Alice Street Editions has released a new edition of this 1986 novel by author Katherine V. Forrest, originally published by Naiad Press. If you read this novel long ago, it is worth the purchase price just to read the foreword from the author and the afterword written by Victoria A. Brownworth. But the book is worth rereading for its own merits.
Set in 1984 in Los Angeles against the backdrop of the Olympics and the presidential campaign involving the first (and only) woman candidate for vice president, the novel is not dated at all by this, nor is it dated by its subject matter. It is as fresh and nuanced and topical as if it had been written today.
The point is made in the afterword that Ms. Forrest writes about lesbians for lesbians. In this novel, among the first in a new genre of lesbian fiction, Ms. Forrest carefully and skillfully presents the male character, the antagonist, as fully drawn and as sympathetically as one could, a man trapped by his upbringing and his past and the social mores of his time. One may not feel sympathy for him, given the inevitable and violent denouement, but we can certainly understand him.
In fact, a reader might even begin to feel less sympathy and more impatient with the main character Carolyn Blake than perhaps might be expected. She is a trophy wife, married at nineteen to a man ten years older who is already well established in his corporate career track. She sublimates her own education and career to his, leaving jobs to move with his transfers, seemingly accepting without question that her career is less important. A friendship with the woman next door, Val Hunter, a divorced artist with a son, allows Carolyn, and the reader, to begin to draw comparisons.
One of the most interesting things about this novel is how close we get to all three main characters. We see Val through Carolyn's admiring eyes and growing affection, and also through Paul's growing resentment and jealousy as he comes to understand she is his rival. We see Carolyn both through her husband's idealistic view as a possession of which he inordinately proud, and as Val comes to know her, a vibrant woman who has spent far too much time acquiescing to Paul's idea of the perfect wife. Carolyn struggles to continue to believe her husband's possessiveness is a product of his impoverished childhood, the early loss of his mother, and his love for her, which she believes is genuine. Val sees a grown man who is domineering and arrogant in his presumptive male superiority. She instinctively feels there is something infantile about Paul's need for Carolyn, and Carolyn herself often refers to her husband as a little boy. Once she thought of this as an endearing trait, but she begins to feel his need to have her with him as clinging, suffocating, and ultimately controlling.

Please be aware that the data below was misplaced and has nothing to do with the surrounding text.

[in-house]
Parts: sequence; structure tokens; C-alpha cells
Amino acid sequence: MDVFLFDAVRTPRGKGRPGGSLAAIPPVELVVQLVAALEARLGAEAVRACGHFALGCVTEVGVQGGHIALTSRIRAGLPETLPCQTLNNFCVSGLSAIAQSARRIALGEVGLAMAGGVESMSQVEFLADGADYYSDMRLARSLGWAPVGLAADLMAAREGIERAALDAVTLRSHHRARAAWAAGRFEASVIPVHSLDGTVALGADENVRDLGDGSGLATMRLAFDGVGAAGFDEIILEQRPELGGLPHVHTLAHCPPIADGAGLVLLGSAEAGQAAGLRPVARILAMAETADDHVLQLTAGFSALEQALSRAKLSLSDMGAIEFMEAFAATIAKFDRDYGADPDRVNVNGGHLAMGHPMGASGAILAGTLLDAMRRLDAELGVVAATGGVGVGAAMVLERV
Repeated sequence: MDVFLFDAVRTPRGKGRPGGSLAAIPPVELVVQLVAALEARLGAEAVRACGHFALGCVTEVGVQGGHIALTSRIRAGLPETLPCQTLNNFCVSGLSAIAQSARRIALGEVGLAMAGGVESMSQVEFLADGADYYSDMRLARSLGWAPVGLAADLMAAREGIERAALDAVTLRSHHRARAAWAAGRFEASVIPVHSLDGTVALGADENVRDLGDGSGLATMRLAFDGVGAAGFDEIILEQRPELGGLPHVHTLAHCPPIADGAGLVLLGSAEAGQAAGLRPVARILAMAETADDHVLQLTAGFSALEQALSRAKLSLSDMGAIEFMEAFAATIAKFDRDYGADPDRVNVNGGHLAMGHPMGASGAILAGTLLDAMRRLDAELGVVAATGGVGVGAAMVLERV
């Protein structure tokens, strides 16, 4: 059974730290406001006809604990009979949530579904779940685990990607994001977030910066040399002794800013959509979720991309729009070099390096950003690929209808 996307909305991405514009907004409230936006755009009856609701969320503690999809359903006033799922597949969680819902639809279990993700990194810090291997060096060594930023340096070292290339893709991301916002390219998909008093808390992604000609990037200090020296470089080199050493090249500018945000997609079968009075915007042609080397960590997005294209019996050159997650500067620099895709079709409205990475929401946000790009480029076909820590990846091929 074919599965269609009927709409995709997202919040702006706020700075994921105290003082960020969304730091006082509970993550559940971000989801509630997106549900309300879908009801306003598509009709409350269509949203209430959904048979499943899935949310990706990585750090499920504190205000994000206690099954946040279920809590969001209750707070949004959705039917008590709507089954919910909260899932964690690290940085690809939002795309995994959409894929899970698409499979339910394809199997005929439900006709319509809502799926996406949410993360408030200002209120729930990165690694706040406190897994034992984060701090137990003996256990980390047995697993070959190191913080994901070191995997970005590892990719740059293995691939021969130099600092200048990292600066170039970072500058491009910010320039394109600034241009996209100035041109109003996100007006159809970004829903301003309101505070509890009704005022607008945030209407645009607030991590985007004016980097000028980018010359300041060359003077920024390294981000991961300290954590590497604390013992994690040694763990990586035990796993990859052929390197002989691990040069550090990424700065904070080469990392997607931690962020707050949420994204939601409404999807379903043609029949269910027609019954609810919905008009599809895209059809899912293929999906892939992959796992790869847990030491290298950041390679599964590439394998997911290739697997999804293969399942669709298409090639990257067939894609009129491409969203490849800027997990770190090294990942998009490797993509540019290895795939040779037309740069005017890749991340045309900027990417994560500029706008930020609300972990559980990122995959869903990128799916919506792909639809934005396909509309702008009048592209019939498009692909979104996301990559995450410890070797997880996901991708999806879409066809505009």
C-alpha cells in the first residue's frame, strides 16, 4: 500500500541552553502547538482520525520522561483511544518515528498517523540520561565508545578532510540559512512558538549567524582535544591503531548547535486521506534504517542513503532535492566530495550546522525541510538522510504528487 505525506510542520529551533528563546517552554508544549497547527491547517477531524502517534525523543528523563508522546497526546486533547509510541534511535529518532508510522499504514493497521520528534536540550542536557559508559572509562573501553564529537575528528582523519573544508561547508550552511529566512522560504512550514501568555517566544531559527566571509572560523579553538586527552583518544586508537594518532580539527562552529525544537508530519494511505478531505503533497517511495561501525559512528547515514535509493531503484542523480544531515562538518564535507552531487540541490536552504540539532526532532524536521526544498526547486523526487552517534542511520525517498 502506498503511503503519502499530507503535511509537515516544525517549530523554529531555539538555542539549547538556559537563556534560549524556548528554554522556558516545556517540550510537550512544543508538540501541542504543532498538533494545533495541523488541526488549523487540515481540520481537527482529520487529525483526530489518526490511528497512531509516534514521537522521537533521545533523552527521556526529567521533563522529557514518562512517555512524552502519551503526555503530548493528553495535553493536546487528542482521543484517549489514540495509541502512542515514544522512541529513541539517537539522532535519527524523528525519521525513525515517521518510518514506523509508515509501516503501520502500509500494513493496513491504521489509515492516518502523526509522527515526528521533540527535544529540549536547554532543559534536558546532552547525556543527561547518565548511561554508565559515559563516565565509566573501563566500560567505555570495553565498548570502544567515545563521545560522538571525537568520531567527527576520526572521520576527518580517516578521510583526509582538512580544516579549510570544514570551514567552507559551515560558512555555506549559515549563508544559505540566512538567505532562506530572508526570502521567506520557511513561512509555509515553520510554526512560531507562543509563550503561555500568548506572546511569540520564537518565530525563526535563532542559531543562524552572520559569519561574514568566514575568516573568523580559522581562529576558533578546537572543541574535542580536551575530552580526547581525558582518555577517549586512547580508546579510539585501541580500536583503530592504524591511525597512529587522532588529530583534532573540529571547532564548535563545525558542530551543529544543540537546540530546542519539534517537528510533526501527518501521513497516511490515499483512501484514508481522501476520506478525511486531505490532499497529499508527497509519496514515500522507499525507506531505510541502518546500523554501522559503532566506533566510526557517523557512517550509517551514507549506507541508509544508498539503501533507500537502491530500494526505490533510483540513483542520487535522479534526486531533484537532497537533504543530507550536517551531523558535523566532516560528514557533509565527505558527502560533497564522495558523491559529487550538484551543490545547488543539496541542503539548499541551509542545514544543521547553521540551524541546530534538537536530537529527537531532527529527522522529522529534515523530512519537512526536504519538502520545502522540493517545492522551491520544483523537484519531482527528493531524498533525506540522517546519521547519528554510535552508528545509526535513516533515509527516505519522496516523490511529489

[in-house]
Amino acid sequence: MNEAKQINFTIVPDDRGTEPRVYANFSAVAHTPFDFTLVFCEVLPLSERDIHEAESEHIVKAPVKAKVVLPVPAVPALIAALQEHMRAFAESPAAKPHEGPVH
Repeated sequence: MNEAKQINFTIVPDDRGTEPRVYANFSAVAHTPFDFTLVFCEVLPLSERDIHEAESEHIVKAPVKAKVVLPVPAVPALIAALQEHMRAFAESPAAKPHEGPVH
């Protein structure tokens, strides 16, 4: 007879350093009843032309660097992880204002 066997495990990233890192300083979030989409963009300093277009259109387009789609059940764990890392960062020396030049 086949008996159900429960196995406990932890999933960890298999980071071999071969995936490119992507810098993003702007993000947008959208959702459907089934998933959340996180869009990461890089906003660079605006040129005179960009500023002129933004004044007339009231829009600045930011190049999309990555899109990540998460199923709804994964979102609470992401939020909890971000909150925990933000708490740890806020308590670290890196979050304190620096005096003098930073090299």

The tug of war that ensues between husband and friend for the heart and mind of Carolyn Blake slowly escalates as the sexual tension and awareness between the two women increases.
For those who haven't read this book before, a few words of caution. The nature of sex itself is at the heart of this novel. There are no pulled punches here. Ms. Forrest is not shy about delineating the intimate sexual details of a marriage and, exquisitely, the sexual and very sensual relationship between the two women. Nor does she back away from the same attention to the excruciating unraveling of Paul Blake and his eventual recourse to violence as the familiar world he has created starts to crumble.
I once had the pleasure of meeting Ms. Forrest, and found myself peppered with questions about this book, then yet to be released by Alice Street. On the eve of the release of her thirteenth book, the eighth in the Kate Delafield detective series, she wanted to know about a book she had written almost twenty years ago, as nervous as a first time author. Perhaps recalling the critical reviews of many years ago, she asked whether the main character, Carolyn Blake, was too weak.
The answer then and now is an emphatic no. Many women may recognize themselves in Carolyn, guided by the accepted precepts of her time, who believed that in placing their husbands' lives and careers first, they were perhaps doing the hard work often assigned women, that of balancing the cementing of family and home against their own sometimes unspoken desires; to be a woman meant doing what had to be done, and then doing more, if one wanted to also have a career. It takes some time for Carolyn Blake to realize her own needs and to leave behind the conventions to which she adhered but in which she found no rewards for her loyalty, no comfort or room for herself.
The afterword properly places this novel, and Katherine V. Forrest's body of work, firmly in the history of a genre she helped to create, both as an author of great skill, and as senior editor at Naiad Press for ten